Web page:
Macron's first non-Europe trip focuses on fighting extremism

Cheryl Sanders
May 20, 2017

Palace aides said that the fuss was just the start of a tightly controlled regime that Mr Macron is imposing as part of a return to the monarchical presidency that was crafted for Charles de Gaulle. "Macron comes to see the French soldiers but not us".

In his inaugural speech, Macron called on France to rise from its decline and to overcome the factions in their society.

"My wish is for us to accelerate" the deal's implementation, Macron said at a news conference, describing the so-called Algiers Accord as the top priority to ensure Mali's security.

The French leader says he will discuss defense and security issues with Trump during a working lunch at a North Atlantic Treaty Organisation summit in Brussels on Thursday.

French President Emmanuel Macron (2R) poses with French troops during his visit to the France's Barkhane counter-terrorism operation in Africa's Sahel region in Gao, northern Mali, on May 19, 2017. That operation paved the way for the United Nations to deploy its more than 10,000-strong MINUSMA peacekeeping force to the West African state.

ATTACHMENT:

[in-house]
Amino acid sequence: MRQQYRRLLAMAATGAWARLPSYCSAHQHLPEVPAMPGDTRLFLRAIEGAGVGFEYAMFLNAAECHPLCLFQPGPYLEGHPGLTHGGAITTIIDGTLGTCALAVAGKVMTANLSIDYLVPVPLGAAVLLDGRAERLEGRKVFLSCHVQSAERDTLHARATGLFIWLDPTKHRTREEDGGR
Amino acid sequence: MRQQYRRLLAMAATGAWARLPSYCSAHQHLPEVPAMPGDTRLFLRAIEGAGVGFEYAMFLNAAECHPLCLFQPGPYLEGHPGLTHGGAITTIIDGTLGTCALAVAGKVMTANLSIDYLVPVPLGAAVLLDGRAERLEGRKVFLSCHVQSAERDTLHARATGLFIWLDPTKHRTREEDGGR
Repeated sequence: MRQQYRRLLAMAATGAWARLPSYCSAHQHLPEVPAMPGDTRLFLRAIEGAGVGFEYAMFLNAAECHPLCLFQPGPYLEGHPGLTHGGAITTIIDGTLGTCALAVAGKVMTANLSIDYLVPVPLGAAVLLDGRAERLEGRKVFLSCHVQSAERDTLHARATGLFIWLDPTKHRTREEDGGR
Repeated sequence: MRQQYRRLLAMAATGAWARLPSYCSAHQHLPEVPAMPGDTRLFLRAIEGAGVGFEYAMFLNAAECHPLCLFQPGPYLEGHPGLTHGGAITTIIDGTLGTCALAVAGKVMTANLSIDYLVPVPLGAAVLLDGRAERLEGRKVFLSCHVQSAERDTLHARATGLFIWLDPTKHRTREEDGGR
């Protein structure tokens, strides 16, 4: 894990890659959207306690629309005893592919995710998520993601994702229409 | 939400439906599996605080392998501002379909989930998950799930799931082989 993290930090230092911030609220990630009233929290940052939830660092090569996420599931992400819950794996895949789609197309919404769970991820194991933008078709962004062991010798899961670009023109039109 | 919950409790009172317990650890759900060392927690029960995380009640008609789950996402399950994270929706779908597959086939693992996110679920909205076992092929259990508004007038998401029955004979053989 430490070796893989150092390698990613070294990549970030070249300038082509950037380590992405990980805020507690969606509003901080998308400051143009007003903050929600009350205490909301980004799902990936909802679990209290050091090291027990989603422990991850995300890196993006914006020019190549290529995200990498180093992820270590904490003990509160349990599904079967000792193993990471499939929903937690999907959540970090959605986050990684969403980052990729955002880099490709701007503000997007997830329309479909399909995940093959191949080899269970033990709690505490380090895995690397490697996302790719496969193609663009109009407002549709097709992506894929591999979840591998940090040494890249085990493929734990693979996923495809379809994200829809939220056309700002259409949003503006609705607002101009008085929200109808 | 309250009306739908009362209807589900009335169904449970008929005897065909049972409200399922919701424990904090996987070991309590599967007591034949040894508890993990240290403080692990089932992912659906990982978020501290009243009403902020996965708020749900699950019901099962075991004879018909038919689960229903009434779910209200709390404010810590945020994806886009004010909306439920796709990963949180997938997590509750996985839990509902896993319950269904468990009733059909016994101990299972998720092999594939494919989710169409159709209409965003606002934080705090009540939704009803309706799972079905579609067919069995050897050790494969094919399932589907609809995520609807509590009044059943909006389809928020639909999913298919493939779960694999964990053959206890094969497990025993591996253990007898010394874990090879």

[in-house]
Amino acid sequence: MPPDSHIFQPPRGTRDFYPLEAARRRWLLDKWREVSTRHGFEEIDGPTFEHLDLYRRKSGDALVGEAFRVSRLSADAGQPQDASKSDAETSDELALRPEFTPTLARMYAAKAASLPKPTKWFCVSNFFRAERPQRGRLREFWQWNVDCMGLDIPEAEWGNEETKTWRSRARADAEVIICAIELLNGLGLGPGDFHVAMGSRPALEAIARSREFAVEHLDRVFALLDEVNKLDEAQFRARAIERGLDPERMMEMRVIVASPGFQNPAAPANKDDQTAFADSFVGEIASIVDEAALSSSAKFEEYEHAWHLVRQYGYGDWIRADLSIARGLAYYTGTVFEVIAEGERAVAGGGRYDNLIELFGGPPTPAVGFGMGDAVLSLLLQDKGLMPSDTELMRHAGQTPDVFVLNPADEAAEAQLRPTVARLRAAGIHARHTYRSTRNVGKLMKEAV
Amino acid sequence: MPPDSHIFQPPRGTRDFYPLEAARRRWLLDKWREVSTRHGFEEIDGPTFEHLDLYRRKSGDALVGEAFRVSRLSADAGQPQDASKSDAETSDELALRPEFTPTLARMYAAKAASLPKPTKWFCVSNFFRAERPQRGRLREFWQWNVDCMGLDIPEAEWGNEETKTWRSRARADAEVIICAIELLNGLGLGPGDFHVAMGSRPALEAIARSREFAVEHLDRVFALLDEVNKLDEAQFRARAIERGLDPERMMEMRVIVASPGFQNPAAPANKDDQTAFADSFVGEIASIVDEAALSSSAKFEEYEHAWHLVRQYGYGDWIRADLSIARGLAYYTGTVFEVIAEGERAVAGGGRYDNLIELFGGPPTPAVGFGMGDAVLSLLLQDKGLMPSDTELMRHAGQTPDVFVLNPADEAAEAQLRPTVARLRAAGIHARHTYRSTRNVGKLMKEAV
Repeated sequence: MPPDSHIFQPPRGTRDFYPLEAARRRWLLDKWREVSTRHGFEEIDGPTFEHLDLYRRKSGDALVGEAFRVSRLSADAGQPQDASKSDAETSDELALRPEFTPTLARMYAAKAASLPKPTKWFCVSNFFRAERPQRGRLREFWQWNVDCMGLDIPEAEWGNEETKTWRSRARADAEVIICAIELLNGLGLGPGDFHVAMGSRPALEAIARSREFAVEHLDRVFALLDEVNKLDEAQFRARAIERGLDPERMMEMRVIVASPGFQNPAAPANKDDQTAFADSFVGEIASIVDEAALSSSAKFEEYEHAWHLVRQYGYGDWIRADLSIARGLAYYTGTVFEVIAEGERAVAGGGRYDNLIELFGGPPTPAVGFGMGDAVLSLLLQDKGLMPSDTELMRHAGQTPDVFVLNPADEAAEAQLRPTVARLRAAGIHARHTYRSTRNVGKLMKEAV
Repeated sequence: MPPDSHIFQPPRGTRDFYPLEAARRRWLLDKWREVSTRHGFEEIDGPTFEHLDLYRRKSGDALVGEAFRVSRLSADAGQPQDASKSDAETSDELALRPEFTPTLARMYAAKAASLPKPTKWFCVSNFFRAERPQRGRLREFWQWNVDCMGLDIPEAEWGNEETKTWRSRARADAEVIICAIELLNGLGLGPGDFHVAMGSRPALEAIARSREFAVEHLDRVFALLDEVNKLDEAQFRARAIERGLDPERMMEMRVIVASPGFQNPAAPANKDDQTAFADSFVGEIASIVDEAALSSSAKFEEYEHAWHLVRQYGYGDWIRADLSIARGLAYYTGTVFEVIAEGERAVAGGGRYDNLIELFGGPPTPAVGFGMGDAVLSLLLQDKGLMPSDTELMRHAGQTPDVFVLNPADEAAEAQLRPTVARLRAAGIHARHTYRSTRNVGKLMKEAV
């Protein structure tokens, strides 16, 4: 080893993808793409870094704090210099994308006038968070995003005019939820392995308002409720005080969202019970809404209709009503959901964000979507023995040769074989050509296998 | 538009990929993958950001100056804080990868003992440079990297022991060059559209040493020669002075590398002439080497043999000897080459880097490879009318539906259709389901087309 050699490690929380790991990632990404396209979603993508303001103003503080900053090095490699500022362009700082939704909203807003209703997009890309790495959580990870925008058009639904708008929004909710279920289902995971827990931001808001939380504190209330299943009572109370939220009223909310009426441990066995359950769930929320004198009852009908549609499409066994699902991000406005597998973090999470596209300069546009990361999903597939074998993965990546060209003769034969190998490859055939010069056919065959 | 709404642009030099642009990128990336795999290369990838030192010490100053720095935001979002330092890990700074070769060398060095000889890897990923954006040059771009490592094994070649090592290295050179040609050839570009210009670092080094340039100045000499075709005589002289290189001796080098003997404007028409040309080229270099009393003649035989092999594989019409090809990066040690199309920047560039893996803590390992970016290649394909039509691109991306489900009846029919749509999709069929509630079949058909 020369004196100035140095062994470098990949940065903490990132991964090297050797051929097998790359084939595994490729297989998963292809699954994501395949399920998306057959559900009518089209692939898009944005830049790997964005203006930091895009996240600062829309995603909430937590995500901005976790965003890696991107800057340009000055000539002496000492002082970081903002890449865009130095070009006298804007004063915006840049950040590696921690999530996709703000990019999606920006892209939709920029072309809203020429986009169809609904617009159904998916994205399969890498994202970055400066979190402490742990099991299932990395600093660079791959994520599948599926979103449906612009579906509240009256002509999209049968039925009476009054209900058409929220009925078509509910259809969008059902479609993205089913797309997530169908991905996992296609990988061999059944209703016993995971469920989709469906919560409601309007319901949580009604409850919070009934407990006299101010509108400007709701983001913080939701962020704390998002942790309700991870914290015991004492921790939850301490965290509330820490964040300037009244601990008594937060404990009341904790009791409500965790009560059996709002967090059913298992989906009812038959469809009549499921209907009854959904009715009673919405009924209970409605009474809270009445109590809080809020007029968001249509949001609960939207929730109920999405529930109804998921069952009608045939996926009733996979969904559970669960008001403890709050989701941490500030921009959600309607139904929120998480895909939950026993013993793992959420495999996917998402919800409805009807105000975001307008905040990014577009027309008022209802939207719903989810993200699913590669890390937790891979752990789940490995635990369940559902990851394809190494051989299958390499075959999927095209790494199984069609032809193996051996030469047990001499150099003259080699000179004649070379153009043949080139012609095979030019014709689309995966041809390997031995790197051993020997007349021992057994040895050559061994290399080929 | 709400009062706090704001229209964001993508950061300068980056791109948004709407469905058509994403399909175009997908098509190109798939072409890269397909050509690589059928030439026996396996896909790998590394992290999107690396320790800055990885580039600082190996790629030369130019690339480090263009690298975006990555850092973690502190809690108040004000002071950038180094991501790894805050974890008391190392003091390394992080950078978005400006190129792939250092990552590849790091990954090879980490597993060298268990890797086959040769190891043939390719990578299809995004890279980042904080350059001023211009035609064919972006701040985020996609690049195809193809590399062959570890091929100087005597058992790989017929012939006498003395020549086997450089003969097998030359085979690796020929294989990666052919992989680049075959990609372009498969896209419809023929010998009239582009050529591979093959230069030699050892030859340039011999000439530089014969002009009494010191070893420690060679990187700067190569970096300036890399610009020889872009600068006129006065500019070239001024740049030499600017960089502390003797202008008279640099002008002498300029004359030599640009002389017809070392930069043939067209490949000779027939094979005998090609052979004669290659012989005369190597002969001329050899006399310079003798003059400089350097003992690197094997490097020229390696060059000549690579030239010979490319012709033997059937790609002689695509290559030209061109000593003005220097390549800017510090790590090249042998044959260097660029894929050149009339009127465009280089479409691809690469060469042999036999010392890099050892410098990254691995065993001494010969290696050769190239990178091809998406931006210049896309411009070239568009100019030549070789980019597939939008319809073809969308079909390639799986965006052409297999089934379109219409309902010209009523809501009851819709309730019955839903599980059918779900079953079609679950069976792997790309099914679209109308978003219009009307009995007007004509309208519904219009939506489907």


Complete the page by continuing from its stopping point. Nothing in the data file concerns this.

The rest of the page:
As president, he is expected to continue his predecessor's policy regarding military presence in West Africa.

He was met by Mali's President Ibrahim Boubacar Keita, to discuss the threat of terrorism in the country.

Most of Northern Mali was occupied in early 2012 by Tuareg separatists and Islamist groups linked to al-Qaeda such as Ansar Dine.

Keita praised France for coming to Mali's aid, saying his country "will be eternally grateful to the French people for not abandoning it".

In his first visit after his inauguration, Macron acknowledged the toll on the operation's French forces when he went to a military hospital in a Paris suburb and met with two soldiers injured in Mali previous year. He is also asking Germany to provide more support to French-led efforts to eradicate them.

With France shouldering the bulk of European military operations overseas, and in particular in Africa, officials said the trip would also be an opportunity to outline his desire for a greater European role, something that France has been pushing for years, but with few tangible results.

He added that Germany and other European countries can do more to help.

Macron, who took office as France's President on Sunday, went to Mali on his second foreign trip, after first visiting Germany for talks with Chancellor Angela Merkel in Berlin, a traditional first trip for every new French leader in the past few decades.

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